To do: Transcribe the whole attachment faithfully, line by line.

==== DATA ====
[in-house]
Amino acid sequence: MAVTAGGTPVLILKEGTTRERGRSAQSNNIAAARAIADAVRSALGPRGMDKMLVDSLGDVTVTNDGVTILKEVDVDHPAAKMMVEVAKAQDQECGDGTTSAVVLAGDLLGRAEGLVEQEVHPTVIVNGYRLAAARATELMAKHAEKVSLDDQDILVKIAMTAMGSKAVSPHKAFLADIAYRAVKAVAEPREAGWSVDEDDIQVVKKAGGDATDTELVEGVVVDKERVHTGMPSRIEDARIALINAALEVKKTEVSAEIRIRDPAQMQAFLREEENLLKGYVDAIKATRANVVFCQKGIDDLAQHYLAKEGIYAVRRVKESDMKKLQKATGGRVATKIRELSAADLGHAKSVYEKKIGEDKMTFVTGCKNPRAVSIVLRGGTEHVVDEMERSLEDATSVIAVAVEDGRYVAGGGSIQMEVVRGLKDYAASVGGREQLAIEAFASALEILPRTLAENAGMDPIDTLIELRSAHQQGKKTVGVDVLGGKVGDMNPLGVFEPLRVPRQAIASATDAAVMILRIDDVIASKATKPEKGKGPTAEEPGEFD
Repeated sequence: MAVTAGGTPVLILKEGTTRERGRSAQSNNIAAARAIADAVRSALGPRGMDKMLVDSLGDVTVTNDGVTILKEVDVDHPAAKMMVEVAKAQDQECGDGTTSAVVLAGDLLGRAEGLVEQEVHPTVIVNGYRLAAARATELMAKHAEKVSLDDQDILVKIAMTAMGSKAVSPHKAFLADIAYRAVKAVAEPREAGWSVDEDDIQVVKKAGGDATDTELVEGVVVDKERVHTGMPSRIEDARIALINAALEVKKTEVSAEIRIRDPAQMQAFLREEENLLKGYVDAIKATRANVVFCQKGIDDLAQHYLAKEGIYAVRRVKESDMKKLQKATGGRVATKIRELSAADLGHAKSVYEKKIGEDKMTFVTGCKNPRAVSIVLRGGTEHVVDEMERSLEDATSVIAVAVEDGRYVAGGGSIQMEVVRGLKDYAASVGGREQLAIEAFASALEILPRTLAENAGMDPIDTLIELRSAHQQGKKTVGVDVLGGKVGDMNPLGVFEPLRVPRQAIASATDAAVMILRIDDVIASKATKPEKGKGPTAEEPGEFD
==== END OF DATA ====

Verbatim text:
[in-house]
Amino acid sequence: MAVTAGGTPVLILKEGTTRERGRSAQSNNIAAARAIADAVRSALGPRGMDKMLVDSLGDVTVTNDGVTILKEVDVDHPAAKMMVEVAKAQDQECGDGTTSAVVLAGDLLGRAEGLVEQEVHPTVIVNGYRLAAARATELMAKHAEKVSLDDQDILVKIAMTAMGSKAVSPHKAFLADIAYRAVKAVAEPREAGWSVDEDDIQVVKKAGGDATDTELVEGVVVDKERVHTGMPSRIEDARIALINAALEVKKTEVSAEIRIRDPAQMQAFLREEENLLKGYVDAIKATRANVVFCQKGIDDLAQHYLAKEGIYAVRRVKESDMKKLQKATGGRVATKIRELSAADLGHAKSVYEKKIGEDKMTFVTGCKNPRAVSIVLRGGTEHVVDEMERSLEDATSVIAVAVEDGRYVAGGGSIQMEVVRGLKDYAASVGGREQLAIEAFASALEILPRTLAENAGMDPIDTLIELRSAHQQGKKTVGVDVLGGKVGDMNPLGVFEPLRVPRQAIASATDAAVMILRIDDVIASKATKPEKGKGPTAEEPGEFD
Repeated sequence: MAVTAGGTPVLILKEGTTRERGRSAQSNNIAAARAIADAVRSALGPRGMDKMLVDSLGDVTVTNDGVTILKEVDVDHPAAKMMVEVAKAQDQECGDGTTSAVVLAGDLLGRAEGLVEQEVHPTVIVNGYRLAAARATELMAKHAEKVSLDDQDILVKIAMTAMGSKAVSPHKAFLADIAYRAVKAVAEPREAGWSVDEDDIQVVKKAGGDATDTELVEGVVVDKERVHTGMPSRIEDARIALINAALEVKKTEVSAEIRIRDPAQMQAFLREEENLLKGYVDAIKATRANVVFCQKGIDDLAQHYLAKEGIYAVRRVKESDMKKLQKATGGRVATKIRELSAADLGHAKSVYEKKIGEDKMTFVTGCKNPRAVSIVLRGGTEHVVDEMERSLEDATSVIAVAVEDGRYVAGGGSIQMEVVRGLKDYAASVGGREQLAIEAFASALEILPRTLAENAGMDPIDTLIELRSAHQQGKKTVGVDVLGGKVGDMNPLGVFEPLRVPRQAIASATDAAVMILRIDDVIASKATKPEKGKGPTAEEPGEFD